Currency Correlations with the S&P 50010 July, 2012, 22:32. Posted by Marc Chandler
By Marc Chandler, Marc to Market
The start of the earnings season in the US provides an opportunity to review the currency correlations with the S&P 500. We conduct our analysis on the percentage change of the currencies and percentage change in the S&P 500. What we find then is the correlation of the returns, which is more important to investors then if the levels are correlated.
We look at a 30-day correlation to see the near-term trend and we look at the 60-day correlation to the slightly longer term. The general take away is that despite a number of other drivers and influences, the correlation between most of the currencies we looked at and the S&P 500 has increased in the recent period.
Euro: The 30-day correlation is near 0.59, which is the upper end of where it has been since late Jan. The 60-day correlation is near 0.53, with is near its highest reading since early March. Recall the 60-day correlation posted its record high late last year a little more than 0.85. Although there have been periods in the past when the euro was inversely correlated with the S&P 500, but this has not been the case since 2008. The lowest since then has been about 0.20 early last year.
Australian dollar: The Aussie is among the most correlated currencies with the S&P 500. The 30-day correlation is just below 0.90 and the 60-day correlation is near 0.80. This is the highest it has been Feb/March. It peaked at the end of last year just above 0.92.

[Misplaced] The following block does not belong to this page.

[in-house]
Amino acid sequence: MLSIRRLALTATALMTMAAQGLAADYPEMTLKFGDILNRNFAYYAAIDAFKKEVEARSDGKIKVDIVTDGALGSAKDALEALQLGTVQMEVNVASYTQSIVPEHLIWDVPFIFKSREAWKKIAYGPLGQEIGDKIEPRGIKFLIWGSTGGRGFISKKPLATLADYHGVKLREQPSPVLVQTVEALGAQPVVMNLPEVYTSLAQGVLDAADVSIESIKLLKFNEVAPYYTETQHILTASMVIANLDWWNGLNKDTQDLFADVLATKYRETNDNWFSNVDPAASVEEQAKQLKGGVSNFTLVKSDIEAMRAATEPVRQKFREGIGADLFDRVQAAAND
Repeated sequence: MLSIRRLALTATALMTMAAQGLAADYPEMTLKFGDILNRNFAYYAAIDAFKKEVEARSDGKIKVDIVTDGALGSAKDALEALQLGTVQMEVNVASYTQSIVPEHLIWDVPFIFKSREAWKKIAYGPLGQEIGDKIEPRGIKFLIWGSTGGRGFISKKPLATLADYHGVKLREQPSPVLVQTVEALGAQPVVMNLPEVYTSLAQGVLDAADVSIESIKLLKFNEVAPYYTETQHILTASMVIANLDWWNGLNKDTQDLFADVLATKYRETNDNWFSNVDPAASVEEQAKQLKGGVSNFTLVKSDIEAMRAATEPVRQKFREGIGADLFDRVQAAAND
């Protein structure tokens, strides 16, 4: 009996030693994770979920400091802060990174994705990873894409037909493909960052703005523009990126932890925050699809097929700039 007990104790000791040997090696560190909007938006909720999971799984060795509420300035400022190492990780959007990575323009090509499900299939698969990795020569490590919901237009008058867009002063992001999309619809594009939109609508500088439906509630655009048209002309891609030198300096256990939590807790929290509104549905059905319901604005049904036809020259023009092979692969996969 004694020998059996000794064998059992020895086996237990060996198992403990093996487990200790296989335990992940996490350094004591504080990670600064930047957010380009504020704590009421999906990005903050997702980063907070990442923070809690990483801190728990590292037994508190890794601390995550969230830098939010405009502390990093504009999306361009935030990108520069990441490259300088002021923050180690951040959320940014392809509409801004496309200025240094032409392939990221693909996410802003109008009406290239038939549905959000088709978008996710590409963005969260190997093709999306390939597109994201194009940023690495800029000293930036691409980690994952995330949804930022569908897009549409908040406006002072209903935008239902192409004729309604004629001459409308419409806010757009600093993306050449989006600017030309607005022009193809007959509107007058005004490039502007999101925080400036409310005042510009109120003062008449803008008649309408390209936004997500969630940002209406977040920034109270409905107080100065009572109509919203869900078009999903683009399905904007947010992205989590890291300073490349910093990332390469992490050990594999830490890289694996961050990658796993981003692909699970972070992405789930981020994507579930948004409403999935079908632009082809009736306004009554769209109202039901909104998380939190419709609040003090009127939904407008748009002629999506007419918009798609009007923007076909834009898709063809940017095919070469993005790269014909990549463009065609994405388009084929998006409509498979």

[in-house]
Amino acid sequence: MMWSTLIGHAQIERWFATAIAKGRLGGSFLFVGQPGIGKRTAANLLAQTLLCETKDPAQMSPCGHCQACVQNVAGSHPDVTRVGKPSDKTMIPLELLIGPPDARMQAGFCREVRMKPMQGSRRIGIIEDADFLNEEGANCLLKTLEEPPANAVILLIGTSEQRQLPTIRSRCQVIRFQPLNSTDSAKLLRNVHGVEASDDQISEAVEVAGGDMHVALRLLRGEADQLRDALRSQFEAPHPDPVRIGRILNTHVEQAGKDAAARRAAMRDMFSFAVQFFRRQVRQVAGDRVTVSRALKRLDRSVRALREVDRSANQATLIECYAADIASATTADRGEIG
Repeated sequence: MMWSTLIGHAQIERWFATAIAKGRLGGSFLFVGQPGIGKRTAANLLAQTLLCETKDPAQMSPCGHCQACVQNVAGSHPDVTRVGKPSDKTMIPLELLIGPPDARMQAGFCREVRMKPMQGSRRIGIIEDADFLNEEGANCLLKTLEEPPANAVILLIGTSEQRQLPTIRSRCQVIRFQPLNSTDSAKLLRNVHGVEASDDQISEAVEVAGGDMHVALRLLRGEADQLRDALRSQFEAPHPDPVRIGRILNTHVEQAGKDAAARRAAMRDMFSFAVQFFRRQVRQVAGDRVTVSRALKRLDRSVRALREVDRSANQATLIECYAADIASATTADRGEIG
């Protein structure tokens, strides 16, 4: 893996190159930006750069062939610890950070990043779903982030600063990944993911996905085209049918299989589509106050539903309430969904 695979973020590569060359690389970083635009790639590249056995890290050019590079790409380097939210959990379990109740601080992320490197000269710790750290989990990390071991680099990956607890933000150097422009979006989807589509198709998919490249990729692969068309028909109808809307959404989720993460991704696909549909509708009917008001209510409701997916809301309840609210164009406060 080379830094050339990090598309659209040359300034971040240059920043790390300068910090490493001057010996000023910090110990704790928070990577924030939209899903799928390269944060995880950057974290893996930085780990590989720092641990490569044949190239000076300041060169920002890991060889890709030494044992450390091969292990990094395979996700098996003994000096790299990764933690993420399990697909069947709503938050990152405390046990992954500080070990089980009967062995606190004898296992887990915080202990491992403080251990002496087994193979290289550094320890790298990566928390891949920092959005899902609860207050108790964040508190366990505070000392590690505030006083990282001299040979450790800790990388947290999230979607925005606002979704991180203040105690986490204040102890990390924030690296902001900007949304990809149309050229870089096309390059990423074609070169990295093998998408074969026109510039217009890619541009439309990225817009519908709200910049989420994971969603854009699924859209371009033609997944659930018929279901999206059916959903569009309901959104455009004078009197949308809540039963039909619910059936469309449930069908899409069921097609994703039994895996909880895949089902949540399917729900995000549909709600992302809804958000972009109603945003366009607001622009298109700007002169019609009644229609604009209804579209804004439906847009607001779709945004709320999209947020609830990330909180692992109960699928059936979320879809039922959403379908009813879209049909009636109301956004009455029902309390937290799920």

Canadian dollar: The Canadian dollar rivals the Aussie for the strongest correlation with the S&P 500. The 30-day correlation is near 0.90 and the 60-day is a little above 0.86. This is near its best level since Jan.
|Source: Kjetil Ree via Wikicommons|
Sterling: Sterling’s correlation with the S&P 500 has tightened to 0.59 from near 0.40 at the end of Q1. Although this is not as high as the Aussie or Canadian dollar, it is quite strong for sterling. Excluding a short period late last year and at the start of this year, sterling’s correlation with the S&P 500 has not been higher than it is now. The 30-day correlation is near 0.68, suggesting that sterling’s 60-day correlation may tighten further.
Japanese yen: The yen (not the dollar against the yen, but the yen against the dollar) is (60-day) inversely correlated with the S&P 500 as has generally been the case since H2 07. There was about a month in late 2010 and Aug ’11-March’12 that are exceptions to this generalization. The 60-day correlation stands near -0.28 and the 30-day correlation is near -0.22.
Mexican Peso: The 60-day correlation with the S&P 500 is just above 0.68, which is near the middle of the two-year range of 0.54-0.91. The 30-day correlation is a little higher, just below 0.72. It has rarely been above 0.80.
This post first appeared here: Currency Correlations with the S&P 500 Revisited